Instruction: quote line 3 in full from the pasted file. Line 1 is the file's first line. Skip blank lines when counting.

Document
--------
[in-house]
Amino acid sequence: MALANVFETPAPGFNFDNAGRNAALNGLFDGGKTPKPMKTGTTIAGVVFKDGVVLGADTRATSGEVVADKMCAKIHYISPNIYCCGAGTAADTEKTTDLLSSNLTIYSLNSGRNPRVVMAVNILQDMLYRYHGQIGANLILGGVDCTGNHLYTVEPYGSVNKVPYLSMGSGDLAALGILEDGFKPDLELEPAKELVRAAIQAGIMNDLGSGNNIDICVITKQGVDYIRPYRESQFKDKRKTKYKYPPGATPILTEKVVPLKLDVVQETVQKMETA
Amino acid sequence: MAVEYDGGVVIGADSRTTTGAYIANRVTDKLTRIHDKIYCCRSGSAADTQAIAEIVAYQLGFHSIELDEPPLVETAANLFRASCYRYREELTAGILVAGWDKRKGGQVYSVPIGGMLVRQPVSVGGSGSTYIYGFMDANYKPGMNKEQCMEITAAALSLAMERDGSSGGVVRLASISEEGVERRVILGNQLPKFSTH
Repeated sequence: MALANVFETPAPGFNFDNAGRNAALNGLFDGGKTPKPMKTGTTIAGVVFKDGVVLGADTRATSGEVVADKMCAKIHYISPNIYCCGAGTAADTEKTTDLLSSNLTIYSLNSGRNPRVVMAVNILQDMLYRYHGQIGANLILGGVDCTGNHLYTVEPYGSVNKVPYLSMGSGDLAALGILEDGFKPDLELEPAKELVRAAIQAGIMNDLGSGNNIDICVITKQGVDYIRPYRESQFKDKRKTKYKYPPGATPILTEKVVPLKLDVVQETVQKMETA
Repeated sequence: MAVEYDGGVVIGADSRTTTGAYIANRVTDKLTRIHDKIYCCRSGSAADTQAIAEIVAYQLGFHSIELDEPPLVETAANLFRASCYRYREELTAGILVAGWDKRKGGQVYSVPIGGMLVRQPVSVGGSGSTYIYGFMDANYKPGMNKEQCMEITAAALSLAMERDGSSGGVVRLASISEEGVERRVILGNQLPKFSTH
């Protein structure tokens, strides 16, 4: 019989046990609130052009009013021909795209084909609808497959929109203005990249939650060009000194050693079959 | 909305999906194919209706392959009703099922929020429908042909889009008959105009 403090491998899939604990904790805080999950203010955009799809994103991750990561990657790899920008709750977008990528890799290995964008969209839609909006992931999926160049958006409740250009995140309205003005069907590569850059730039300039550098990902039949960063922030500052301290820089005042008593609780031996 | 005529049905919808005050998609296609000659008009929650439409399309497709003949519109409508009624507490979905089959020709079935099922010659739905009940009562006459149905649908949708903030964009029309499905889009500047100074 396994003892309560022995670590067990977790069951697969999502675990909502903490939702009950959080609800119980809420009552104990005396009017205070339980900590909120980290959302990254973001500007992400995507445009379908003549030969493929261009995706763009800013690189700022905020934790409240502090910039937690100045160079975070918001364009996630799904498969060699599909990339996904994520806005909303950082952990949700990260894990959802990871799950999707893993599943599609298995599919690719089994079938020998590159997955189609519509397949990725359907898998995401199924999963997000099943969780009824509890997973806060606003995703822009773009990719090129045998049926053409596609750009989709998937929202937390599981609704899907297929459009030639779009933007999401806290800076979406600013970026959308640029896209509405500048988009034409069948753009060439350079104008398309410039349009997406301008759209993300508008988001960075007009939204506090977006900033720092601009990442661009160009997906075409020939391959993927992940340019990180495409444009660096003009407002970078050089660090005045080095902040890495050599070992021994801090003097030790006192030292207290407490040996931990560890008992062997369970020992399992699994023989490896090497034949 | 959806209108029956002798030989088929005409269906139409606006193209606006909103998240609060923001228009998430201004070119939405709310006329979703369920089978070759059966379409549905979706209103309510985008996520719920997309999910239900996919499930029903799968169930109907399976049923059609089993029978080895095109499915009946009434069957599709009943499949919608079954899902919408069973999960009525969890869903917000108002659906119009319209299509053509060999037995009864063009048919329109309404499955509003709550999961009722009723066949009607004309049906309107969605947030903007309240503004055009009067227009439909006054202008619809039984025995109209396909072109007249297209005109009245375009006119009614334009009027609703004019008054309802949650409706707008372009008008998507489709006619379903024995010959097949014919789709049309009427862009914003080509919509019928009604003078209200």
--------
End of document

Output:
Amino acid sequence: MAVEYDGGVVIGADSRTTTGAYIANRVTDKLTRIHDKIYCCRSGSAADTQAIAEIVAYQLGFHSIELDEPPLVETAANLFRASCYRYREELTAGILVAGWDKRKGGQVYSVPIGGMLVRQPVSVGGSGSTYIYGFMDANYKPGMNKEQCMEITAAALSLAMERDGSSGGVVRLASISEEGVERRVILGNQLPKFSTH